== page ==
Sep 27, 2011

Final Cut Pro X: The second attempt

Like so many others I deeply panned the release of Final Cut Pro X for various and solid reasons, many of which Apple finally admitted to having "goofed" without actually saying it outright.

However they just recently released a free trial and so I thought I'd attempt a second look at FCP X, dig deeper, spend more time getting my head around the interface to see if my opinions had changed at all.

And not surprisingly my opinions haven't changed one bit:  It's still is iMovie on steroids.

There are things that "X" does better than FCP 7, such as being able to immediately and effortlessly scrub, organize and preview effects on clips, but overall the interface, workflow and handling of assets is so completely removed from traditional methods that it *forces* the editor to work in this new environment, rather than giving him the *option* as to whether or not to fully adopt it.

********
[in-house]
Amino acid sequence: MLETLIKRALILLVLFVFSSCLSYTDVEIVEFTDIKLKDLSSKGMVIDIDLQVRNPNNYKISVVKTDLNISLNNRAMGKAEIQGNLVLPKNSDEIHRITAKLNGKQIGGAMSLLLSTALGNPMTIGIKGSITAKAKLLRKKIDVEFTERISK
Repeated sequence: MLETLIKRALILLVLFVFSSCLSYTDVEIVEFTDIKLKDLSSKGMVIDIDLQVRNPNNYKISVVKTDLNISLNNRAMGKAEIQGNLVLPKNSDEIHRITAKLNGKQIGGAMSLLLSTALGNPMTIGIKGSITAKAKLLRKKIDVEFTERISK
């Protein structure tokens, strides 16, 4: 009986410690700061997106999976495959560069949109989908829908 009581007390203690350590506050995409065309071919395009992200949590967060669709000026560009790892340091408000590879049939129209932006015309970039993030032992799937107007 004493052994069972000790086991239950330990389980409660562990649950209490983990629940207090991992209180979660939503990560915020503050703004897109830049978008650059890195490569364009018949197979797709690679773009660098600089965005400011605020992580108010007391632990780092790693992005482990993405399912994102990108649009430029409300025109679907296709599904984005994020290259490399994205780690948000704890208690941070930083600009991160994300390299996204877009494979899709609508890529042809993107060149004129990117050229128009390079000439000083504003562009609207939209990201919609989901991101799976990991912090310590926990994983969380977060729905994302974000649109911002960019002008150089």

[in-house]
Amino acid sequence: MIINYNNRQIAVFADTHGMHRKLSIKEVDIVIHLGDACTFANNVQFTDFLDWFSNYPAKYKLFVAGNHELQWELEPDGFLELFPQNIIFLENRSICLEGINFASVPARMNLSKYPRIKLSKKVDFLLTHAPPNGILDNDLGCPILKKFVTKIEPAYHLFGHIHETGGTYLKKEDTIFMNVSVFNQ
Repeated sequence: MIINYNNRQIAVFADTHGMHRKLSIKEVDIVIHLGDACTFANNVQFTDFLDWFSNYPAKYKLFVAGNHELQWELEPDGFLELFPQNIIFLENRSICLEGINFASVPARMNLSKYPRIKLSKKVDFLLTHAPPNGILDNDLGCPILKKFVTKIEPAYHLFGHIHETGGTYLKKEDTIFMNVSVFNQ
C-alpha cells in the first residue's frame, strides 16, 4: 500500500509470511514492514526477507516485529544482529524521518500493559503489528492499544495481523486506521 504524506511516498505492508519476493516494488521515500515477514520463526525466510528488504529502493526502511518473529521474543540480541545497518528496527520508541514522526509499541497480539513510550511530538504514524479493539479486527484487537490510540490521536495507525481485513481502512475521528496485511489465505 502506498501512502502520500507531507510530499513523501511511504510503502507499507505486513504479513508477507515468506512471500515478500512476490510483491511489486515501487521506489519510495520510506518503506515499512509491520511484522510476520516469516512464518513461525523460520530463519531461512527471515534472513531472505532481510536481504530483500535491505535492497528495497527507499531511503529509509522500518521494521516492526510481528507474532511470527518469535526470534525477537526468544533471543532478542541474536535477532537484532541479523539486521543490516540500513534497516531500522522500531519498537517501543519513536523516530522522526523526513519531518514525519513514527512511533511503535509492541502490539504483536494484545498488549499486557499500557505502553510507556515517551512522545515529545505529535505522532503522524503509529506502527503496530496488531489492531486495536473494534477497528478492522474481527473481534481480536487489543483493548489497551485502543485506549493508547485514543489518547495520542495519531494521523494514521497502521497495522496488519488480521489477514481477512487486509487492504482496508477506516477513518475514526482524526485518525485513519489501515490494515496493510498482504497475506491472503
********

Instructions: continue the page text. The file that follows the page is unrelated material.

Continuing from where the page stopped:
An easier analogy would be to say this:  Imagine you're working in FCP 7 and all of a sudden your interface becomes iMovie... and you'll start to understand the frustration levels you'd endure if that actually happened.

As I expected prior to the release and most certainly now that I've given FCP X a second-chance overview, I'm thoroughly convinced that it's target market is the iMovie editor who wants FCP capabilities but wants the overly simplistic "do it for me" interface of iMovie.

Maybe someday somebody wil figure out how to incorporate all the cool and fast interface tricks FCP X is capable of but put it into a traditional - and more logical - NLE package.  Then we'd really have a game-changing editor.

But, that's exactly what the entire community *expected* FCP X was going to be.  Sadly, it's just not and most likely never will be.

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